How to Design a Luxury Routine
I’m reflecting on the month I spent in Istanbul earlier this year. I remember looking out onto the Bosphorus while simultaneously listening to the afternoon Adhan that drowns out the hustle and bustle of the harbour with its bold and beautiful proclamation of faith and worship.
These are the moments that I dreamed of when I decided to create a lifestyle that would give me the flexibility to explore the world.
For the past year since I’ve been a so-called digital nomad, I’ve struggled to create a routine that would allow me to take full advantage of my newfound freedom. I’ve kept up an out-of-date work cadence that didn’t fit in with my current reality.
I believed I had to work a certain number of hours during a certain time of day to be legitimate and, despite all the effort to get to this point, I actually felt guilty for partaking in such an indulgent lifestyle.
Finally, my significant other (and travel companion) called me out on this self-sabotaging behavior and I realized that it made no sense to be in these awe-inspiring places without being fully present. So when we touched down in Turkey I came up with the concept of a luxury routine:
How do I structure my day since there is no one putting demands on my time and attention? How might I get the most out of each day while balancing my various interests and commitments?
There’s a growing trend around morning routines, following the quirky schedules of historical greats, and incorporating specific practices into each day (e.g. meditation, visualization, etc).
Of course, every productivity expert and lifestyle guru touts that his or her approach will lead to the perfect day and ultimately the best personal and professional outcomes.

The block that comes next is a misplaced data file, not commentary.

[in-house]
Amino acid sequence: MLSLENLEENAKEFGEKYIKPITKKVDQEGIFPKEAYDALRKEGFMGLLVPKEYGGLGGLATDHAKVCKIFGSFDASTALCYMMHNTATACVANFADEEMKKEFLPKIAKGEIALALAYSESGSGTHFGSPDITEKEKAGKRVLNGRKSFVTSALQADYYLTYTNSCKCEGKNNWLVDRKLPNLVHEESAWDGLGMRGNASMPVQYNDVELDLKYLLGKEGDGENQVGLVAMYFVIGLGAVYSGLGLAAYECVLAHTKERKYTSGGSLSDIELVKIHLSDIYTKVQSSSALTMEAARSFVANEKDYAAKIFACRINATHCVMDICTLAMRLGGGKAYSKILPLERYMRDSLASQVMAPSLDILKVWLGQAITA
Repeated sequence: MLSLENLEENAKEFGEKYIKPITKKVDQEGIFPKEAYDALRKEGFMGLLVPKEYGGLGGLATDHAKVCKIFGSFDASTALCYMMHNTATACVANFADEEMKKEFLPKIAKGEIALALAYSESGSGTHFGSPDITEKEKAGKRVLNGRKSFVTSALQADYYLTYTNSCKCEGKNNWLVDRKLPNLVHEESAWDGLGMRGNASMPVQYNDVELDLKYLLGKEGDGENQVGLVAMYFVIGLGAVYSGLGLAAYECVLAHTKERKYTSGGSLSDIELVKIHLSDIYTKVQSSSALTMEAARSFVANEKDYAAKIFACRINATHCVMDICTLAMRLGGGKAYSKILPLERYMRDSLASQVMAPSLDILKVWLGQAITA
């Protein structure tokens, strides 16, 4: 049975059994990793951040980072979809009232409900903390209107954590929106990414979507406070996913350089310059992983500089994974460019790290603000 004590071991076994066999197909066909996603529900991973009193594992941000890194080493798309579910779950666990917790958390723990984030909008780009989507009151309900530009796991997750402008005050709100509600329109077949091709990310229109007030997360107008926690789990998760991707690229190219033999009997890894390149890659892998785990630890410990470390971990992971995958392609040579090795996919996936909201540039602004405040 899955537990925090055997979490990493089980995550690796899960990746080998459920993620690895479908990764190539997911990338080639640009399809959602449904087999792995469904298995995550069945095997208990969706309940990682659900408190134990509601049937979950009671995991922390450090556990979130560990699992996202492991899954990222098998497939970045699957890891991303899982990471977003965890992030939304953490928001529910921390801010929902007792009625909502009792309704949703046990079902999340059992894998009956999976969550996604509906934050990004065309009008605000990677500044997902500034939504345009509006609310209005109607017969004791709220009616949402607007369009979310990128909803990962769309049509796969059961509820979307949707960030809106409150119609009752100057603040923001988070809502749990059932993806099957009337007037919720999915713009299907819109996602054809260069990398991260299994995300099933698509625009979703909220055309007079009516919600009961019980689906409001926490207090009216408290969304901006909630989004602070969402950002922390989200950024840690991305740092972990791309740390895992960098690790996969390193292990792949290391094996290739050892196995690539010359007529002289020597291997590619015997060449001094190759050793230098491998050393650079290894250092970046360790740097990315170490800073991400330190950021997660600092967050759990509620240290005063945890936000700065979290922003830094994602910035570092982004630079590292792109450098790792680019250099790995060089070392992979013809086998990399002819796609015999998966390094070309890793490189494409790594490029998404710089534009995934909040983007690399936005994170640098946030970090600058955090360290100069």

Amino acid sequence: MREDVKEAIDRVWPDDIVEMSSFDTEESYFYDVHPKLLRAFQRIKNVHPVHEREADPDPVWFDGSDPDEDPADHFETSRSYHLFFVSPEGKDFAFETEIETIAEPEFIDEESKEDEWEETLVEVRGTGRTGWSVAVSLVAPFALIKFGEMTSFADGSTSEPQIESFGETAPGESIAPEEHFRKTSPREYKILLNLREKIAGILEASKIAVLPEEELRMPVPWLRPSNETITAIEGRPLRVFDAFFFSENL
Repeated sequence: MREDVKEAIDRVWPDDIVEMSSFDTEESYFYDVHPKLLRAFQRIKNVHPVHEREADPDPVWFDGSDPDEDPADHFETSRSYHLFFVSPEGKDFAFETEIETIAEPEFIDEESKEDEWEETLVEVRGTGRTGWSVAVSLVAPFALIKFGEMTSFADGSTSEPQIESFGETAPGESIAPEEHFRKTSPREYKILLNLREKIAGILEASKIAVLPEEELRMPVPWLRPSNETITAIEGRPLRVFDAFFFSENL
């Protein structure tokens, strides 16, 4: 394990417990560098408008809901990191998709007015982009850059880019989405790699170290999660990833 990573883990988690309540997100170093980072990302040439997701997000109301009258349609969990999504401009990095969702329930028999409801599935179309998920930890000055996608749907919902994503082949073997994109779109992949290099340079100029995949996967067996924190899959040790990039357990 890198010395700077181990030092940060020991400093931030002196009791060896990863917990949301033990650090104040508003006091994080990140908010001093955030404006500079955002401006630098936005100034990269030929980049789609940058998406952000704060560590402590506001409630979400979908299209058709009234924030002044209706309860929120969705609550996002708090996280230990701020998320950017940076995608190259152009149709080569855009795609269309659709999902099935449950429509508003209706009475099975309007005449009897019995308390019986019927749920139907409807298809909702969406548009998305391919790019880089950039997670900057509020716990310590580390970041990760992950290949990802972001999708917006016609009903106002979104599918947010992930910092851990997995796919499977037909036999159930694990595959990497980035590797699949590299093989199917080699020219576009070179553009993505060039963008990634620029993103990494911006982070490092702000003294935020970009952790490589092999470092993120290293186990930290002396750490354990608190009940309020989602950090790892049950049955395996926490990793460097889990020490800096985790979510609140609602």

I don’t believe in a one-size-fits-all approach so I’ve read and borrowed from many of these ideas, ultimately crafting a schedule customized for me.
I wake up to the sunlight (no alarm clock), open every window in my flat to get a burst of air, drink water to rehydrate, sip tea slowly, then do some version of the SAVERS routine as outlined in Hal Elrod’s The Miracle Morning.
The purpose here is to do all of the self-development activities that would otherwise be neglected if pushed to later in the day.
I dedicate afternoons to taking advantage of the daylight and exploring whatever town I’m in. It feels unnatural to spend the entire day indoors under the assault of artificial lights and stale air.
I particularly love long walks be it along a coast, in the woods, or in town, jumping in and out of cafes, bookstores, and galleries looking for inspiration.
My level of concentration and overall productivity surges after an energetic bout outdoors and I’m typically bubbling with fresh ideas after being exposed to so much stimuli.
I use the early evening to work uninterrupted: concepting new ideas, tackling client projects, taking phone calls, scheduling my social accounts, and organizing myself for the following day.
Up until this point, I’ve had a lot of “me time” so I’m eager to fellowship with others — usually over a bottle of wine and an excellent meal — without worrying about any work that was left undone.
Six full hours a night and I’m ready for the next day.
To be transparent, depending on my timezone, level of jet lag, mood, or workload, I may not always flow through the day in exactly this order. I prefer to balance discipline with freedom and the best feature about this particular approach is that its modular structure allows for a lot of flexibility.
The only restriction I try to adhere to is keeping similar activities grouped within the associated time blocks, but I can rearrange the blocks within my schedule as needed.
My routine is only an example. It is not a luxury if you attempt to force fit yourself into someone else’s way of doing things.
The goal is to exercise a higher level of consciousness when it comes to planning your day and empower yourself to make the necessary changes to maximize time spent doing what you love.
Focus on the Essential
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